"strict-mode": {
          "default": false,
          "description": "Enable strict mode. This requires that you explicitly enable each backend with `HAPROXY_{n}_ENABLED=true`.",
          "type": "boolean"
        },
        "sysctl-params": {
          "default": "net.ipv4.tcp_tw_reuse=1 net.ipv4.tcp_fin_timeout=30 net.ipv4.tcp_max_syn_backlog=10240 net.ipv4.tcp_max_tw_buckets=400000 net.ipv4.tcp_max_orphans=60000 net.core.somaxconn=10000",
          "description": "sysctl params to set at startup for HAProxy.",
          "type": "string"
        },
        "template-url": {
          "default": "",
          "description": "URL to tarball containing a directory templates/ to customize haproxy config.",
          "type": "string"
        }
      },
      "required": [
        "cpus",
        "mem",
        "haproxy-group",
        "instances",
        "name"
      ],
      "type": "object"
    }
  },
  "type": "object"
}

Step 14.1.3: Install and Check Marathon Load Balancer

We install the Marathon Package now. We will keep the default configuration:

$ dcos package install marathon-lb
We recommend at least 2 CPUs and 1GiB of RAM for each Marathon-LB instance.

*NOTE*: ```Enterprise Edition``` DC/OS requires setting up the Service Account in all security modes.
Follow these instructions to setup a Service Account: https://docs.mesosphere.com/administration/id-and-access-mgt/service-auth/mlb-auth/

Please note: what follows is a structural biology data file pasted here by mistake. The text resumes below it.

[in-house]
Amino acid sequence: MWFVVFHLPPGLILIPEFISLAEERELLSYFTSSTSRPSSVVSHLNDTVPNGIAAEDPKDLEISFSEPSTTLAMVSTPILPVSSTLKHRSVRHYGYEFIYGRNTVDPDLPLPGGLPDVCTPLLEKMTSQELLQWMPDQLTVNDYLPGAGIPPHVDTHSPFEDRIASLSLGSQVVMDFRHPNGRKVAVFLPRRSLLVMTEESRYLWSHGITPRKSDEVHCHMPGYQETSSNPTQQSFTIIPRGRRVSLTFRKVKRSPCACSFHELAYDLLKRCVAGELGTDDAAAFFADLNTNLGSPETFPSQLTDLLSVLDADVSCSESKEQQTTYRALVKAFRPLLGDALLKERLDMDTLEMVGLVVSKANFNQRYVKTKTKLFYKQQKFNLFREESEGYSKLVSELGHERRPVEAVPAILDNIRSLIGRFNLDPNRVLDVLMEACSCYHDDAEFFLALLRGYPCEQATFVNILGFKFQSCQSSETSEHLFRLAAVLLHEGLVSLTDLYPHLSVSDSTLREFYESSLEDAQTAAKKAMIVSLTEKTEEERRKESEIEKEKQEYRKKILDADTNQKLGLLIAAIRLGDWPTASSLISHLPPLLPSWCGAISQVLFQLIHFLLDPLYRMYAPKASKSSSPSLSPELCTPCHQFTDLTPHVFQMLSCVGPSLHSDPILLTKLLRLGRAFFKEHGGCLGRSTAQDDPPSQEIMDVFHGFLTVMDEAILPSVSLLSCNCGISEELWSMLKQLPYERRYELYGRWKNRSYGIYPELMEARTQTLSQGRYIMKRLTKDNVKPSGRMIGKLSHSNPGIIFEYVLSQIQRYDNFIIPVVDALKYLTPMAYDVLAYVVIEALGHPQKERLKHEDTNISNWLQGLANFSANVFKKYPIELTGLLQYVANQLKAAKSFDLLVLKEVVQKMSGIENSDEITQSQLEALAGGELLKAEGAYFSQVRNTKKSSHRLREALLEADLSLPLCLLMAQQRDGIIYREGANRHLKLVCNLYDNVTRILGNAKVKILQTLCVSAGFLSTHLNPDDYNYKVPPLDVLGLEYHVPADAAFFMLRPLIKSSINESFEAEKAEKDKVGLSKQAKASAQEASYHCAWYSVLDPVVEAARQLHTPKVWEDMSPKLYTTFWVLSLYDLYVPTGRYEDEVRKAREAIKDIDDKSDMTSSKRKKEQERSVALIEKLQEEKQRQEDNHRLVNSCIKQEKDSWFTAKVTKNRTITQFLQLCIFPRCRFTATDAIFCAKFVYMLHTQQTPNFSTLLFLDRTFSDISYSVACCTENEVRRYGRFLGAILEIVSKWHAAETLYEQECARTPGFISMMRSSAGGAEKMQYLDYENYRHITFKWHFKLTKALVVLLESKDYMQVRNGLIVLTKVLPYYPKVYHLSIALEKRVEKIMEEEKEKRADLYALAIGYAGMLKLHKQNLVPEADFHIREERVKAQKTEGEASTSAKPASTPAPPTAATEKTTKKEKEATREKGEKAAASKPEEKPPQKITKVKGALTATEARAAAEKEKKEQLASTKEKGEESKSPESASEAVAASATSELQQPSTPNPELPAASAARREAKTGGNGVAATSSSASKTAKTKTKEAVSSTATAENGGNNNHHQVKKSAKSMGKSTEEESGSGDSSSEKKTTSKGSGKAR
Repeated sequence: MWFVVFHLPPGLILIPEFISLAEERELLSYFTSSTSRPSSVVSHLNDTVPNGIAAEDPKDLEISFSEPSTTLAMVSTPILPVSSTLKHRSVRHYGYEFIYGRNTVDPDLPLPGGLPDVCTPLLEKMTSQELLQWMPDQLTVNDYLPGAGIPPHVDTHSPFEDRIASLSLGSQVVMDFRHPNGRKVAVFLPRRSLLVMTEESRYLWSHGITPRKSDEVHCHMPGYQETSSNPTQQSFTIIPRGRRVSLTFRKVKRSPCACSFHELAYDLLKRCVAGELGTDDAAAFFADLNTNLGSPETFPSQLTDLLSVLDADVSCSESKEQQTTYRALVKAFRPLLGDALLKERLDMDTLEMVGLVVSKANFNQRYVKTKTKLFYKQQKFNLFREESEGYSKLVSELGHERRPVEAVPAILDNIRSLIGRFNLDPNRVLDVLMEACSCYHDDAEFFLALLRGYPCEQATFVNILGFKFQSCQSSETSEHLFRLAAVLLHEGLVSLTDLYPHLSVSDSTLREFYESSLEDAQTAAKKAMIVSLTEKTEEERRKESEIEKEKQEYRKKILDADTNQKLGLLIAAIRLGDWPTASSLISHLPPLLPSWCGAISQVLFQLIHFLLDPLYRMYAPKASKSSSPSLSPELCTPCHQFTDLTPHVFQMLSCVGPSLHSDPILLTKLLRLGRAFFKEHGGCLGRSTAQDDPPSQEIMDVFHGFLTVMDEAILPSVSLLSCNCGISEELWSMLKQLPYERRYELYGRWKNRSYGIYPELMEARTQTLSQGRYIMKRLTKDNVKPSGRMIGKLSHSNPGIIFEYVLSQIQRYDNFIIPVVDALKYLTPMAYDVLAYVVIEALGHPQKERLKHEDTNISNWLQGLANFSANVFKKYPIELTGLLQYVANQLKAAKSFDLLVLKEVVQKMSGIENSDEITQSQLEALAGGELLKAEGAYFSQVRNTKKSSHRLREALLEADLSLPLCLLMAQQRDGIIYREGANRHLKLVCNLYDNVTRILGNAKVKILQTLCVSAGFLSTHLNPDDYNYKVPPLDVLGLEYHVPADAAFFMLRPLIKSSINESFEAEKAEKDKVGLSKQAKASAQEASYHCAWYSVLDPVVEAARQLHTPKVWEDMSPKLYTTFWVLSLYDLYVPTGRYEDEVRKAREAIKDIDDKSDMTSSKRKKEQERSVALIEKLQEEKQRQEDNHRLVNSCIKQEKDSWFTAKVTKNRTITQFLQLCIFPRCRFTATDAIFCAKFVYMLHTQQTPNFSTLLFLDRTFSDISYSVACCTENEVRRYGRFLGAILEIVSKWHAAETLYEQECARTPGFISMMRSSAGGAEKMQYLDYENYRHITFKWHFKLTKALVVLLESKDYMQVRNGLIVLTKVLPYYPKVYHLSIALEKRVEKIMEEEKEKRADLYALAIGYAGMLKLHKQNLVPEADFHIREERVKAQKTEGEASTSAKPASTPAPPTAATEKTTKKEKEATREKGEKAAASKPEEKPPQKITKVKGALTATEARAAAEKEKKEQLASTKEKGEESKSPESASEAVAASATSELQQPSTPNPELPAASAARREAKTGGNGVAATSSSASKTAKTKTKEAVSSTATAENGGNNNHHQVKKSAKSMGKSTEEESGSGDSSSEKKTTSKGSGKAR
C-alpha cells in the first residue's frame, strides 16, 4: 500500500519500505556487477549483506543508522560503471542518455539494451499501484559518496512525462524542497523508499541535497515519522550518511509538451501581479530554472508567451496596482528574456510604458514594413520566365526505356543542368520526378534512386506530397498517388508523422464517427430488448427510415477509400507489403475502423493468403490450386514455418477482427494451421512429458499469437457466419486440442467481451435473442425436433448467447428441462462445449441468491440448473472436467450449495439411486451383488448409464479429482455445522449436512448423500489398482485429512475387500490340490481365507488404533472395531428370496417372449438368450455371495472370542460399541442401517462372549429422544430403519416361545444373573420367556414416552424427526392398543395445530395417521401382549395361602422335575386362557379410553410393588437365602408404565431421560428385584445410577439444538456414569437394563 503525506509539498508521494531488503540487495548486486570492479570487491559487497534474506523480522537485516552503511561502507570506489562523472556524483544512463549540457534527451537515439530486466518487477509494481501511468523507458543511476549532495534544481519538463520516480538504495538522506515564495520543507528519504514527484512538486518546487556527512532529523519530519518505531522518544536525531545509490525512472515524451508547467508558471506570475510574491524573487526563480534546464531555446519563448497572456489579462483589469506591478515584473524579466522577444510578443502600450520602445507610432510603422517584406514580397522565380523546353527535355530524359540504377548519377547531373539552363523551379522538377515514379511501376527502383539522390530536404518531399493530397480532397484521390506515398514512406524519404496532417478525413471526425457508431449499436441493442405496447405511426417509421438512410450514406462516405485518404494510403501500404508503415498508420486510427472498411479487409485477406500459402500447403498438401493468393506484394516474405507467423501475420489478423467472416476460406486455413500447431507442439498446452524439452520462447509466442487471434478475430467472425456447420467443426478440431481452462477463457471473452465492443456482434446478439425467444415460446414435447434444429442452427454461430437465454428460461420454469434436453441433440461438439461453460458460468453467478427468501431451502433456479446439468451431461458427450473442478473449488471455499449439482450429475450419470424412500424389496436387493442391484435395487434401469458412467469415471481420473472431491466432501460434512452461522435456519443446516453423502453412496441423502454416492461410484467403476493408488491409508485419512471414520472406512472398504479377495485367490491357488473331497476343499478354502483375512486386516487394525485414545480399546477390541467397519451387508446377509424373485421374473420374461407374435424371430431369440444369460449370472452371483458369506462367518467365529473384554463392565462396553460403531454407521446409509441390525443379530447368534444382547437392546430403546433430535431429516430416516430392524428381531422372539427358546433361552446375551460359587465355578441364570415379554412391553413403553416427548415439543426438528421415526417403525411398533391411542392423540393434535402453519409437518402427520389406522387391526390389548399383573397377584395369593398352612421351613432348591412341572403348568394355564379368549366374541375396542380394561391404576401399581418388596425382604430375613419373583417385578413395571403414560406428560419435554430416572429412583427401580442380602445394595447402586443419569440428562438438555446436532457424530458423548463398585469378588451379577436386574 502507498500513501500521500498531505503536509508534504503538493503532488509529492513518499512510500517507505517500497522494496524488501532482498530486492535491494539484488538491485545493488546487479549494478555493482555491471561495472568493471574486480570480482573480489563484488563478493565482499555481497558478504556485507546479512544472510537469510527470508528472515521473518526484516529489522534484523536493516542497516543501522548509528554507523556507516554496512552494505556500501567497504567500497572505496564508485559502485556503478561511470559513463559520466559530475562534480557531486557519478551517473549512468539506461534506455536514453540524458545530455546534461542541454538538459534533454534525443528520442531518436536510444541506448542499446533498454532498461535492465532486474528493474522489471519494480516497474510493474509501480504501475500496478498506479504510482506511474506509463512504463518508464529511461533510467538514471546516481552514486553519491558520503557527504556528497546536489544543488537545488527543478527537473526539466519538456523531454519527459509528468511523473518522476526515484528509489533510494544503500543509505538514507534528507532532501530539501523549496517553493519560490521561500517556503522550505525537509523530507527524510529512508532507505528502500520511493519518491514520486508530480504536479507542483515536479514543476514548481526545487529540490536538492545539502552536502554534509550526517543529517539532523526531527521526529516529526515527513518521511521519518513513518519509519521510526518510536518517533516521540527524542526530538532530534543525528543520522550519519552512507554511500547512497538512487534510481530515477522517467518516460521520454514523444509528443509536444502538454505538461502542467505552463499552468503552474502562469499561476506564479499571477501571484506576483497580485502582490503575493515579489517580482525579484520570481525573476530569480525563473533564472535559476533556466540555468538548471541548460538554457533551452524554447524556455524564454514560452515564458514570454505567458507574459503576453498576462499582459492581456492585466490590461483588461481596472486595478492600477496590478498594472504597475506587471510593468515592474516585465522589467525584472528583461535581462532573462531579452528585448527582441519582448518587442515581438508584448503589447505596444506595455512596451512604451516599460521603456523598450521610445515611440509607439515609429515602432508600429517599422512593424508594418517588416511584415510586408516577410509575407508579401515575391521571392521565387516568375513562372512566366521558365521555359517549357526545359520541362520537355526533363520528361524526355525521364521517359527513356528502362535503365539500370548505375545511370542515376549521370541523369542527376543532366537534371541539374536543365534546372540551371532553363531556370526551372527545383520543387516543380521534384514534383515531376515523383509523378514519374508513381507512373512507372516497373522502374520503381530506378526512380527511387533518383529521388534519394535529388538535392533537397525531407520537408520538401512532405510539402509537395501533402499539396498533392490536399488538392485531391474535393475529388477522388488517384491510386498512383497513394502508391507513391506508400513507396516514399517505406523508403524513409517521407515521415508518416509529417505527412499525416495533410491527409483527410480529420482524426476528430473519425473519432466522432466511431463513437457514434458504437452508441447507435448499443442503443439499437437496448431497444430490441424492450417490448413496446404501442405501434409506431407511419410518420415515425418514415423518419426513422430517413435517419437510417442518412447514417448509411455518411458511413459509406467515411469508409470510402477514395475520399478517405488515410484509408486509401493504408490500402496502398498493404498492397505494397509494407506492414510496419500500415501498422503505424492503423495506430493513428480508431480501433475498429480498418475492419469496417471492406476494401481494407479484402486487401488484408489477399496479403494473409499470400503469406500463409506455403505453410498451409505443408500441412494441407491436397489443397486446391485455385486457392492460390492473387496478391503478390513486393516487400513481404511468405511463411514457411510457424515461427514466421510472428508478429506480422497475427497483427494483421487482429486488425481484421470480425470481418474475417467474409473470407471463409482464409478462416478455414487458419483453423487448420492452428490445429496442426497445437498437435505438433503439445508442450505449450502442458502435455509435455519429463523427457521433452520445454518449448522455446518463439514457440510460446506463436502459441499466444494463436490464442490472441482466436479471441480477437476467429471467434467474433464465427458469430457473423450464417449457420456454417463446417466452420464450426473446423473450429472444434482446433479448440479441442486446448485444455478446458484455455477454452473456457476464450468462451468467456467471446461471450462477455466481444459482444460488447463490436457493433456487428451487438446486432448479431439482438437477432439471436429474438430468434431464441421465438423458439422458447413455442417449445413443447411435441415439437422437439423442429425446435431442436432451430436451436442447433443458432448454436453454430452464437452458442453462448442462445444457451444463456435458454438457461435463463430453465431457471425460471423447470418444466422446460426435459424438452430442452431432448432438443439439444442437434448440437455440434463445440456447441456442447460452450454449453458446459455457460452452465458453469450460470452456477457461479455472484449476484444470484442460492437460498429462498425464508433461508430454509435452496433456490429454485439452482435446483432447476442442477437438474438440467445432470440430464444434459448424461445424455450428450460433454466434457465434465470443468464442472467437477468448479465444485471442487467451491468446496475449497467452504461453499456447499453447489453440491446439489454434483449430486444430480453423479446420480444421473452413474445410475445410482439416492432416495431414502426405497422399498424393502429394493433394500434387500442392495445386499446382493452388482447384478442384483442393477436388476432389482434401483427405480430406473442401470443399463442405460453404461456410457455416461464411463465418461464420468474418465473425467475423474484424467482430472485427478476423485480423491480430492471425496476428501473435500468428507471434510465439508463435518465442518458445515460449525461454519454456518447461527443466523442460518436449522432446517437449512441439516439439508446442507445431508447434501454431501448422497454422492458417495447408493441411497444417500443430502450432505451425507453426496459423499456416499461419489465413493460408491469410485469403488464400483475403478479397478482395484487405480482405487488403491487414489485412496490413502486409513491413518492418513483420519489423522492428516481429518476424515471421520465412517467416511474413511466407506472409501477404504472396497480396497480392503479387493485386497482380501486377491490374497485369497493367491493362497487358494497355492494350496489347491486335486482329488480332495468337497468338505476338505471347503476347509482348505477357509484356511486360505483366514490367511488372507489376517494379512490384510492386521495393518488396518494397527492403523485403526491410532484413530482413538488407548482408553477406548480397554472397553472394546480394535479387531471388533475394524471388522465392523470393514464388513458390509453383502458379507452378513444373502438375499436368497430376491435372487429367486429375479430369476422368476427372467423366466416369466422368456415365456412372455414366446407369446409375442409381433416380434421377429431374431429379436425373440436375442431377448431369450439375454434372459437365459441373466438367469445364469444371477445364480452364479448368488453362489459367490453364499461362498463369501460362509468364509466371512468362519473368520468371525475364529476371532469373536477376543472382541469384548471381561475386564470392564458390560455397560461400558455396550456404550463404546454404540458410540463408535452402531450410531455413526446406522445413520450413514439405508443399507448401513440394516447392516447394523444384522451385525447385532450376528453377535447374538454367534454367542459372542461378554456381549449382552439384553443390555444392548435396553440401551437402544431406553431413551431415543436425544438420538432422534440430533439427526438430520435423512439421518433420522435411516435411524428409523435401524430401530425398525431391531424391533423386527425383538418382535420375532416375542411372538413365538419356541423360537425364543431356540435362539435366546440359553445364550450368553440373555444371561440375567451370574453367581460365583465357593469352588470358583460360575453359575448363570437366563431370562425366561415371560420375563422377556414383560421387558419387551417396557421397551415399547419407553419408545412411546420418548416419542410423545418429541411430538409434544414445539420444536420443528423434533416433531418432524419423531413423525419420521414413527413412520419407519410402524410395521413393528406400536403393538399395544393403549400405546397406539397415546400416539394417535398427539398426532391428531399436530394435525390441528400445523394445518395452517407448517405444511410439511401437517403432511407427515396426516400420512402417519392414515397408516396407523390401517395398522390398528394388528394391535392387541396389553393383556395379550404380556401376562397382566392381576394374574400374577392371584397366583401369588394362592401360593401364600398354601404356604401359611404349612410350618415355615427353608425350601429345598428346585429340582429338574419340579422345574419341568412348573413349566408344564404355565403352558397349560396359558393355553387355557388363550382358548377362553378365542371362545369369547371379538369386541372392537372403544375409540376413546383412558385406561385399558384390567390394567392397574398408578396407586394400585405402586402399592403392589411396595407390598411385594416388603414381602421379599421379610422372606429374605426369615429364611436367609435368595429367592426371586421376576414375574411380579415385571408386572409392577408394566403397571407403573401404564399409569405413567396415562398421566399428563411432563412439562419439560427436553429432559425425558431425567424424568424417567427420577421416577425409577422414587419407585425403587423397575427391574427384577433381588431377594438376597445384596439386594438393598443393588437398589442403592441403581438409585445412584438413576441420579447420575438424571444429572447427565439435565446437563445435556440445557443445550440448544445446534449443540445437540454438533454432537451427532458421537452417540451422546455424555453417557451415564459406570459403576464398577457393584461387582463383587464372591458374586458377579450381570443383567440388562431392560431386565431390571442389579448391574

Continue installing? [yes/no] yes
Installing Marathon app for package [marathon-lb] version [1.5.1]
Marathon-lb DC/OS Service has been successfully installed!
See https://github.com/mesosphere/marathon-lb for documentation.

Now let uch check that the package is installed:

$ dcos package list
NAME VERSION APP COMMAND DESCRIPTION
marathon-lb 1.5.1 /marathon-lb --- HAProxy configured using Marathon state

We are able to see the load balancer service on the GUI as well:

After clicking on marathon-lb service  and the container  and scrolling down (see note), we see, that the load balancer is serving the ports 80, 443, 9090, 9091, and 10000 to 10100. We will use one of the high ports soon.

 

Note: scrolling is a little bit tricky at the moment, you might need to re-size the browser view with ctrl minus or ctrl plus to see the scroll bar on the right. Another possibility is to click into the black part of the browser page and use the arrow keys thereafter

Port 9090 is used by the load balancer admin interface. We can see the statistics there:

Step 14.2: Create an Application using Marathon Load Balancer

Now let us follow this instructions to add a service that makes use of the Marathon Load Balancer:

Step 14.2.1: Define the Application’s Configuration File

Save following File content as nginx-hostname-app.json:

{
   "id": "nginx-hostname",
   "container": {
     "type": "DOCKER",
     "docker": {
       "image": "nginxdemos/hello",
       "network": "BRIDGE",
       "portMappings": [
         { "hostPort": 0, "containerPort": 80, "servicePort": 10006 }
       ]
     }
   },
   "instances": 3,
   "cpus": 0.25,
   "mem": 100,
   "healthChecks": [{
       "protocol": "HTTP",
       "path": "/",
       "portIndex": 0,
       "timeoutSeconds": 2,
       "gracePeriodSeconds": 15,
       "intervalSeconds": 3,
       "maxConsecutiveFailures": 2
   }],
   "labels":{